2015-12-01

    The consumption of plant food supplements (PFS) has been growing globally, with an increase of misleading labeling and fraudulent practices also being reported. Recently, the use of molecular biology techniques has been proposed to detect botanical adulterations, one of the possible frauds in PFS. However, difficulties in recovering DNA from some PFS samples have been described. Aiming at using DNA-based methods for the unequivocal identification of plant species in PFS, adequate DNA isolation is required. However, PFS often contain pharmaceutical excipients known to have adsorbent properties that might interfere with DNA extraction. Thus, the aim of this work was to assess the effect of different excipients (talc, silica, iron oxide and titanium dioxide) on the recovery/amplification of DNA. For that purpose, known amounts of template maize DNA were spiked either to PFS or to model mixtures of excipients and quantified by real-time PCR. The tested excipients evidenced clear adsorption phenomena that justify the hampering effect on DNA extraction from PFS. The use of either 10% talc or 0.5% dyes completely adsorbed DNA, resulting in negative PCR amplifications. For the first time, pharmaceutical excipients were shown to affect DNA extraction explaining the inability of recovering DNA from some PFS samples in previous studies.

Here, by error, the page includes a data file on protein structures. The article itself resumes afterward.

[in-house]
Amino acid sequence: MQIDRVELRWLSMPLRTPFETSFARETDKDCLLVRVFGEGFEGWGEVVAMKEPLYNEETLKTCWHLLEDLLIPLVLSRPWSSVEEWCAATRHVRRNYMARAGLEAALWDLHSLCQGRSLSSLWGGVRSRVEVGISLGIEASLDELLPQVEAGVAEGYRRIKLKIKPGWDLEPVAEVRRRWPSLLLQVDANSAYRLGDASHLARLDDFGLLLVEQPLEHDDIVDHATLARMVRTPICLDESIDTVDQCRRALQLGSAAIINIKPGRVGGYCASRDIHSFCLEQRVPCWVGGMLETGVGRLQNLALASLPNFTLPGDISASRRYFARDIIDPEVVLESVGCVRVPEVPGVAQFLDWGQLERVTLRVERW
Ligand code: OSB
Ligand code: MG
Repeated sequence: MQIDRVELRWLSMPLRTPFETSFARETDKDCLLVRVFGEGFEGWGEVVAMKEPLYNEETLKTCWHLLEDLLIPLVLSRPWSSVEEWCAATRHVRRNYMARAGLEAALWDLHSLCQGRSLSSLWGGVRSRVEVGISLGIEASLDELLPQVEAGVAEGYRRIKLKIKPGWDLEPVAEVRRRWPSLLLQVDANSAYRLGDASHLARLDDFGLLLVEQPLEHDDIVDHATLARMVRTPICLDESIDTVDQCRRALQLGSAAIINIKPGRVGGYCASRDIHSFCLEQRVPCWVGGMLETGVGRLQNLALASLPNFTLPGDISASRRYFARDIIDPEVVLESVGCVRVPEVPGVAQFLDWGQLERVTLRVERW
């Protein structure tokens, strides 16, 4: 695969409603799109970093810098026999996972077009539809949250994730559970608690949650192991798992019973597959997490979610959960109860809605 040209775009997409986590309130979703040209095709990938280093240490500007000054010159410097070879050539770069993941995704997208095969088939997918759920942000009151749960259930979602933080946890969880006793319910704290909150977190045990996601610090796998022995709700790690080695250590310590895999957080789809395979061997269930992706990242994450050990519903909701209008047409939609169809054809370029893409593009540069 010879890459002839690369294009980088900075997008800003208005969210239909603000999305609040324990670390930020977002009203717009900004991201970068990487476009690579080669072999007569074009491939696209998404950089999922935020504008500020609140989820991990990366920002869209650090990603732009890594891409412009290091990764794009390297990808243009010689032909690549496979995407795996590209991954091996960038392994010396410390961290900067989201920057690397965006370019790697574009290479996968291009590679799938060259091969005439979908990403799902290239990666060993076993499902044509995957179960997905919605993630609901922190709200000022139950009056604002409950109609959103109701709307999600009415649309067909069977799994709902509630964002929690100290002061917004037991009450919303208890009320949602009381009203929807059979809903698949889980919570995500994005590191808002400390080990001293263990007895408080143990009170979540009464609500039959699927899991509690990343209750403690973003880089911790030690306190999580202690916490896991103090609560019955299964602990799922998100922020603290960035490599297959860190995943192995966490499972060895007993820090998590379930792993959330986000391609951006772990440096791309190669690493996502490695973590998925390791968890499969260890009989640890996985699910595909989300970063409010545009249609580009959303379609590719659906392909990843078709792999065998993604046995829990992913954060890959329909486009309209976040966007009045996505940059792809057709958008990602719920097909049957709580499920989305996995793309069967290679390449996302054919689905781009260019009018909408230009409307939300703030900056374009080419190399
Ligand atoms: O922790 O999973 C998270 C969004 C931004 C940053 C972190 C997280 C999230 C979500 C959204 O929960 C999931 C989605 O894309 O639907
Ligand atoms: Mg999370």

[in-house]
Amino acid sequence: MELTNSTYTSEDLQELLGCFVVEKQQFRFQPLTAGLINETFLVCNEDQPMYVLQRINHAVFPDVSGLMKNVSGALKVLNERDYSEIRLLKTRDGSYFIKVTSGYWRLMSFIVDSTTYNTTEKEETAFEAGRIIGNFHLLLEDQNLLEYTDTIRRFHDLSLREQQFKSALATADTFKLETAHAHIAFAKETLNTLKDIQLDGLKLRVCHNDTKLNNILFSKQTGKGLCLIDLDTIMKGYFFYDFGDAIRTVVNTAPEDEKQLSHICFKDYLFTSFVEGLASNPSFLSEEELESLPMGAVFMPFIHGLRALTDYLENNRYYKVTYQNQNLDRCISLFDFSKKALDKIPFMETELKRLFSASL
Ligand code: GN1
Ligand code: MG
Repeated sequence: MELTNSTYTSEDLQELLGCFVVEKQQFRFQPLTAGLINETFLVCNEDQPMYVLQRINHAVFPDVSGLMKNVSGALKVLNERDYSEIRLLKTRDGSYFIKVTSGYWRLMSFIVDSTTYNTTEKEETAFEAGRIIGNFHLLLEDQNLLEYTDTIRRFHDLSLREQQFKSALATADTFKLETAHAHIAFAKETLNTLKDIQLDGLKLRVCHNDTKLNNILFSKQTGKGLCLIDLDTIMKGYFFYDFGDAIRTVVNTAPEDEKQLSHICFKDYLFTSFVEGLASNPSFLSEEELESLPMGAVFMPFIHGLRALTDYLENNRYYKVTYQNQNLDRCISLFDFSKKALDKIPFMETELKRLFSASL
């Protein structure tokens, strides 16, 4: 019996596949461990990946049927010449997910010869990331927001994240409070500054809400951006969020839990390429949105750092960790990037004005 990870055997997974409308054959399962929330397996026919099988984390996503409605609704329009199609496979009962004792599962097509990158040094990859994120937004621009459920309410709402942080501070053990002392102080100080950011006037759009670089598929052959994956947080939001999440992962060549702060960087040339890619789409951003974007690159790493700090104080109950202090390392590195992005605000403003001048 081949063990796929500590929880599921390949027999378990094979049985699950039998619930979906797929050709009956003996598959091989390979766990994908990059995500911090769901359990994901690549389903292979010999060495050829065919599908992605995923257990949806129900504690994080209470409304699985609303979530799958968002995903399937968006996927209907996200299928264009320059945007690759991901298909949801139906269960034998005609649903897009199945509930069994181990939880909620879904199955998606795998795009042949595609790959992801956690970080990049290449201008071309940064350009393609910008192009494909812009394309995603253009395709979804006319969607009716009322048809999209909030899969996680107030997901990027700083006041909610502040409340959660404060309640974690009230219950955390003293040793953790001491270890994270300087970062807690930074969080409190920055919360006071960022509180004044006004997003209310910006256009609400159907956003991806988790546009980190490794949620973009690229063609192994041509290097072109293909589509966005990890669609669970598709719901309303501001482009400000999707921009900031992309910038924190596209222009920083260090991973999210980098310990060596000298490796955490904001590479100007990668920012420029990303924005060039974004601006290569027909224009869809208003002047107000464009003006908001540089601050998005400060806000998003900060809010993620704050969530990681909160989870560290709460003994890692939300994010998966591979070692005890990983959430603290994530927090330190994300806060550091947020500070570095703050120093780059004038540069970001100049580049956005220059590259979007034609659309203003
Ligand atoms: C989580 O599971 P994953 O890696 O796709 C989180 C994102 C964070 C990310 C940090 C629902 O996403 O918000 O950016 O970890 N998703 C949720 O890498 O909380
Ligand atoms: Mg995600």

10. PAHs in baby food: assessment of three different processing techniques for the preparation of reference materials.

    Science.gov (United States)

    Huertas-Pérez, José Fernando; Bordajandi, Luisa R; Sejerøe-Olsen, Berit; Emteborg, Håkan; Baù, Andrea; Schimmel, Heinz; Dabrio, Marta

    2015-04-01